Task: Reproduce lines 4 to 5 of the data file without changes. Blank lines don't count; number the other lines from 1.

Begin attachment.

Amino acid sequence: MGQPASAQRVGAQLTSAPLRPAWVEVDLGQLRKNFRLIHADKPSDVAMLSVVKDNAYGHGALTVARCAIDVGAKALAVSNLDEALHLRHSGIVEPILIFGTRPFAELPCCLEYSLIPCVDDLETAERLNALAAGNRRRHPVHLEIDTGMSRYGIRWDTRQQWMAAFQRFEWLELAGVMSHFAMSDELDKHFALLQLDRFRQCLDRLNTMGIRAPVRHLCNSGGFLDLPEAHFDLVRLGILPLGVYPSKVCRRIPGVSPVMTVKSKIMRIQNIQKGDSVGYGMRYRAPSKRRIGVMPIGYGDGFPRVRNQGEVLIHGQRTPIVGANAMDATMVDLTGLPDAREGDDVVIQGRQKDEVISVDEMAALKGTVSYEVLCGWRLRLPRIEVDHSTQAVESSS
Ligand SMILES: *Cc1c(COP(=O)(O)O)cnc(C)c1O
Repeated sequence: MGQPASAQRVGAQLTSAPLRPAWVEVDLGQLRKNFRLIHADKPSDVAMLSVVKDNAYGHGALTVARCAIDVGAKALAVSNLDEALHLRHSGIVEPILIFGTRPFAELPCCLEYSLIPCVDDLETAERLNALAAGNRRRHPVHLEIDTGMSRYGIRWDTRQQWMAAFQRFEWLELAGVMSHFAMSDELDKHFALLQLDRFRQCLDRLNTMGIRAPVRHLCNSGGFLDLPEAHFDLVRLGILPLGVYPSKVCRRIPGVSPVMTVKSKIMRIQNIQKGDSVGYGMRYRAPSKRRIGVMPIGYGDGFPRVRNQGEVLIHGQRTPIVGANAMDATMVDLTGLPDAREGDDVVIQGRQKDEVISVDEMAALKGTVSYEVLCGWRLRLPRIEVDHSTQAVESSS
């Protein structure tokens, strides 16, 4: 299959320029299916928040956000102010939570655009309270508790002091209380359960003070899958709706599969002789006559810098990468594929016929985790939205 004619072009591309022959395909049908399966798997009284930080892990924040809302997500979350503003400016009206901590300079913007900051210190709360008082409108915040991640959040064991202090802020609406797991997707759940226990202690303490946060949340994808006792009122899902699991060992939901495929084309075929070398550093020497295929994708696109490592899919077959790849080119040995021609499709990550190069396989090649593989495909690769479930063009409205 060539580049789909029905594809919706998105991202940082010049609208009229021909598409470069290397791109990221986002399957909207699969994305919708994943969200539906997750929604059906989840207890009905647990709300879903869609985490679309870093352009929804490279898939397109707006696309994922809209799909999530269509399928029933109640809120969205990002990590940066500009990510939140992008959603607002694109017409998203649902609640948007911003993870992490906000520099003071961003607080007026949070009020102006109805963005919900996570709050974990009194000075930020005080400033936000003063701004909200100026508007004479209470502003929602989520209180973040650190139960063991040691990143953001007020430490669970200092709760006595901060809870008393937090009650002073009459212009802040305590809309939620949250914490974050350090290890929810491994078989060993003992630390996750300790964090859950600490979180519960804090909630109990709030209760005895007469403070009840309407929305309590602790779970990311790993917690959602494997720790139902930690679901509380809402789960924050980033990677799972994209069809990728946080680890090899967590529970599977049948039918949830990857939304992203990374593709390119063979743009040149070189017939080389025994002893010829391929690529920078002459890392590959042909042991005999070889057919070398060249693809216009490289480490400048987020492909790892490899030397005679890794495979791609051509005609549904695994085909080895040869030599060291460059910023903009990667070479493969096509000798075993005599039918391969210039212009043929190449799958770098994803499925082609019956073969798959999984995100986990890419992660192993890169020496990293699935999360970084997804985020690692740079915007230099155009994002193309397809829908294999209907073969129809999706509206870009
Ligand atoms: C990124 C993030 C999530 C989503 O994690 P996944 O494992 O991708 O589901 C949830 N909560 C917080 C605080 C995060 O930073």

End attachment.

């Protein structure tokens, strides 16, 4: 299959320029299916928040956000102010939570655009309270508790002091209380359960003070899958709706599969002789006559810098990468594929016929985790939205 004619072009591309022959395909049908399966798997009284930080892990924040809302997500979350503003400016009206901590300079913007900051210190709360008082409108915040991640959040064991202090802020609406797991997707759940226990202690303490946060949340994808006792009122899902699991060992939901495929084309075929070398550093020497295929994708696109490592899919077959790849080119040995021609499709990550190069396989090649593989495909690769479930063009409205 060539580049789909029905594809919706998105991202940082010049609208009229021909598409470069290397791109990221986002399957909207699969994305919708994943969200539906997750929604059906989840207890009905647990709300879903869609985490679309870093352009929804490279898939397109707006696309994922809209799909999530269509399928029933109640809120969205990002990590940066500009990510939140992008959603607002694109017409998203649902609640948007911003993870992490906000520099003071961003607080007026949070009020102006109805963005919900996570709050974990009194000075930020005080400033936000003063701004909200100026508007004479209470502003929602989520209180973040650190139960063991040691990143953001007020430490669970200092709760006595901060809870008393937090009650002073009459212009802040305590809309939620949250914490974050350090290890929810491994078989060993003992630390996750300790964090859950600490979180519960804090909630109990709030209760005895007469403070009840309407929305309590602790779970990311790993917690959602494997720790139902930690679901509380809402789960924050980033990677799972994209069809990728946080680890090899967590529970599977049948039918949830990857939304992203990374593709390119063979743009040149070189017939080389025994002893010829391929690529920078002459890392590959042909042991005999070889057919070398060249693809216009490289480490400048987020492909790892490899030397005679890794495979791609051509005609549904695994085909080895040869030599060291460059910023903009990667070479493969096509000798075993005599039918391969210039212009043929190449799958770098994803499925082609019956073969798959999984995100986990890419992660192993890169020496990293699935999360970084997804985020690692740079915007230099155009994002193309397809829908294999209907073969129809999706509206870009
Ligand atoms: C990124 C993030 C999530 C989503 O994690 P996944 O494992 O991708 O589901 C949830 N909560 C917080 C605080 C995060 O930073």